Monday 23rd October 2017
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Words: Caroline Bingham
Photography: Caroline Bingham
Featured in the September 2016 issue

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Caroline Bingham visited Frog Hall Cottage gardens at Wildmore Fen, Boston to have a tour courtesy of their creator, Kathy Wright.

I think we all associate Fenland with its magnificent big skies and expansive acres of farmland but I often wonder what lies behind some of the tall hedges around homes. I have visited many sites where a perfect microclimate has been created within the shield of trees and shrubs. Frog Hall gardens are a perfect case in point. The entrance to the car park is off the busy B1192 route through New York but once off the road, the well-stocked plant stalls and polytunnels of the adjoining nursery appear in view.

Kathy met me and we followed the winding path, beneath the pergolas and past the outdoor kitchen and tea area, through themed garden rooms to the conservatory, where she told me how she came to settle in Lincolnshire.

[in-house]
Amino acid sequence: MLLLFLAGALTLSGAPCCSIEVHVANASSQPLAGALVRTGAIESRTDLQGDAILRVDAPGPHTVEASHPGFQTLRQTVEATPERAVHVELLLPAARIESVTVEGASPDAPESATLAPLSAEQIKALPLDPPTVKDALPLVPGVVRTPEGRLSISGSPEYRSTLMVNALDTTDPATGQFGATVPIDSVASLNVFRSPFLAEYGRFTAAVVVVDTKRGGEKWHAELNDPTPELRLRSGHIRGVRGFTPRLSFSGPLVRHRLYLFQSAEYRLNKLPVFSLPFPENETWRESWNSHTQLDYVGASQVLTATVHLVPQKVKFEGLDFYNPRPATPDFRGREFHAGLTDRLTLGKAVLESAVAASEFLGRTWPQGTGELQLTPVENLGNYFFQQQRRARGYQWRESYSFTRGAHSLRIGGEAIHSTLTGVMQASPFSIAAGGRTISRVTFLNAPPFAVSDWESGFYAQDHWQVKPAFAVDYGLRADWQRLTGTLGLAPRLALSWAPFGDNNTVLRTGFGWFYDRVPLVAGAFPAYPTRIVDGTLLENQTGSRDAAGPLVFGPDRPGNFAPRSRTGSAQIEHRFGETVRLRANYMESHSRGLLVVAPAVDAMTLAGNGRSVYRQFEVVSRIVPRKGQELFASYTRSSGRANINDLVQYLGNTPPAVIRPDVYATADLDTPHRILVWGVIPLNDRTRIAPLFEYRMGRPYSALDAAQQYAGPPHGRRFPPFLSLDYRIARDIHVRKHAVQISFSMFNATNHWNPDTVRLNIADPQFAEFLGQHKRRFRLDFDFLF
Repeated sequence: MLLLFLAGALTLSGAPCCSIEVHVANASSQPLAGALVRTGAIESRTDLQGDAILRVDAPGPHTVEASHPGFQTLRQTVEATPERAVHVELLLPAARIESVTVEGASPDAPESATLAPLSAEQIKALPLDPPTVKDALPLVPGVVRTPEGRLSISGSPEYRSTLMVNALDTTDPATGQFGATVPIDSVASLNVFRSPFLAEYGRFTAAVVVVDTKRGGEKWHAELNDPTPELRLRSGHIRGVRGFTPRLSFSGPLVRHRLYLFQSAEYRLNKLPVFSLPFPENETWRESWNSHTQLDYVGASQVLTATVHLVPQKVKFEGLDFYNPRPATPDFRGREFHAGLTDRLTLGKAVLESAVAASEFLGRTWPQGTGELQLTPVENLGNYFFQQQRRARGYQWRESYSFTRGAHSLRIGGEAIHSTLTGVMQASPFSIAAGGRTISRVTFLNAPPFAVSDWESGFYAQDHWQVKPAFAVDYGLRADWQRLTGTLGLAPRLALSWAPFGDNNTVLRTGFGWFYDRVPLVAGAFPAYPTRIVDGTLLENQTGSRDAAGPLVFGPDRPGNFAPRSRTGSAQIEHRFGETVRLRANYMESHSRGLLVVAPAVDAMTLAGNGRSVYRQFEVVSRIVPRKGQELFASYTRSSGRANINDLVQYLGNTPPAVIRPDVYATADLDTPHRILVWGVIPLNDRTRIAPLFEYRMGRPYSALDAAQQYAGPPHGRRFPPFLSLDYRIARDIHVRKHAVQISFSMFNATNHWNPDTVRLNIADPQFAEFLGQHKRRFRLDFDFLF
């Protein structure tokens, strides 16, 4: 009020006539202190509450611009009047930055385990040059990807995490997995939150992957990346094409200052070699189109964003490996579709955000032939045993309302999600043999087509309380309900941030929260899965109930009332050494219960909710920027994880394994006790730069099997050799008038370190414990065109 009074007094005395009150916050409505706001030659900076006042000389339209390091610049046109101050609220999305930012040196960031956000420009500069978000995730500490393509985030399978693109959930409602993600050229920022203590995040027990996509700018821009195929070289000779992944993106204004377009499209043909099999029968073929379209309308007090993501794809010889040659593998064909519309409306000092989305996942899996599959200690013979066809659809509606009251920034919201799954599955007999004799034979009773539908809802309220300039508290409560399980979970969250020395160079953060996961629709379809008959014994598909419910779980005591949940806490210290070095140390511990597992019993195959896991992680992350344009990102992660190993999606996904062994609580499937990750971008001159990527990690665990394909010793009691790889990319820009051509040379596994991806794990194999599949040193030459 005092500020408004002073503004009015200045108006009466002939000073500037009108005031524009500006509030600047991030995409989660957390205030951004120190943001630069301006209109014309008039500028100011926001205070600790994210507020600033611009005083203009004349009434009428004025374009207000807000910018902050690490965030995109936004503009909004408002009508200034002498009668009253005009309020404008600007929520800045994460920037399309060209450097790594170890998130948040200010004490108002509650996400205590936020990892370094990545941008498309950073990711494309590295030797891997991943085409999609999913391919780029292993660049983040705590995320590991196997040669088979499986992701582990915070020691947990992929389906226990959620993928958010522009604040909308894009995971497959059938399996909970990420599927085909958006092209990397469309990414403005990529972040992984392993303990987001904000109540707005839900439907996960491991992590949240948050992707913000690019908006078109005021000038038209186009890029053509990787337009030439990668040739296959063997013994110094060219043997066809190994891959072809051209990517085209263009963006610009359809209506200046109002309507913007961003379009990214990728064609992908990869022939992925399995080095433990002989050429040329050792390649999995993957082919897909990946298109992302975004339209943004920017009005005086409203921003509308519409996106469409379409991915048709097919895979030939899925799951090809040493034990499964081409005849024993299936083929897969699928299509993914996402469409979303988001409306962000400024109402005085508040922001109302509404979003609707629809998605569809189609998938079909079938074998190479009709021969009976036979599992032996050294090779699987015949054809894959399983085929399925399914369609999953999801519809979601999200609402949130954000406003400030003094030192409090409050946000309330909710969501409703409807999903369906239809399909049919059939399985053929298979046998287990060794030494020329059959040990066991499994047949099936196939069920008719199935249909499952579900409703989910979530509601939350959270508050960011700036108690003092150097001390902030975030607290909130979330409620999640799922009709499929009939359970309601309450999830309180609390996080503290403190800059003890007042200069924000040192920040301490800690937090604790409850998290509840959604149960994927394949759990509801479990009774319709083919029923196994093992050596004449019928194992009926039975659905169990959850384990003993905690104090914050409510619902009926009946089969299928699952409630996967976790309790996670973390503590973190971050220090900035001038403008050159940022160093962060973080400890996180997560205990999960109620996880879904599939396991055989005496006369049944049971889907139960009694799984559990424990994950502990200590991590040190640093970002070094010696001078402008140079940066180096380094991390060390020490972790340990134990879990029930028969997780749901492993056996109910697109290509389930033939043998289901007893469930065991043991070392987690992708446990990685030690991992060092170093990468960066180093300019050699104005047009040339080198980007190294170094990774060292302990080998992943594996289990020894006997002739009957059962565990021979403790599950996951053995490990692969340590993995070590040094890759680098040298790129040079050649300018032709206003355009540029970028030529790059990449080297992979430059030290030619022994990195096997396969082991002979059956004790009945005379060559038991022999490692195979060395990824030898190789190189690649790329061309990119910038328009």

“I grew up in Suffolk and worked in accountancy for many years,” Kathy said, “but although I had a small garden there, it was always my ambition to create something larger.

“I loved flower arranging and took a qualification in floristry but that just fired my desire to plant even more. Nearly thirty years ago, I found myself on my own and began to look around for a suitable property with land. Lincolnshire fitted my budget, even though I did not know the county well. When I found Frog Hall and its three-quarters-of-an-acre of land, I loved the name and the landscape but not so much the two former agricultural cottages which were derelict and overgrown with brambles. I lived in a caravan on the site for two years while I put all my effort into building up the nursery and making the house liveable followed.”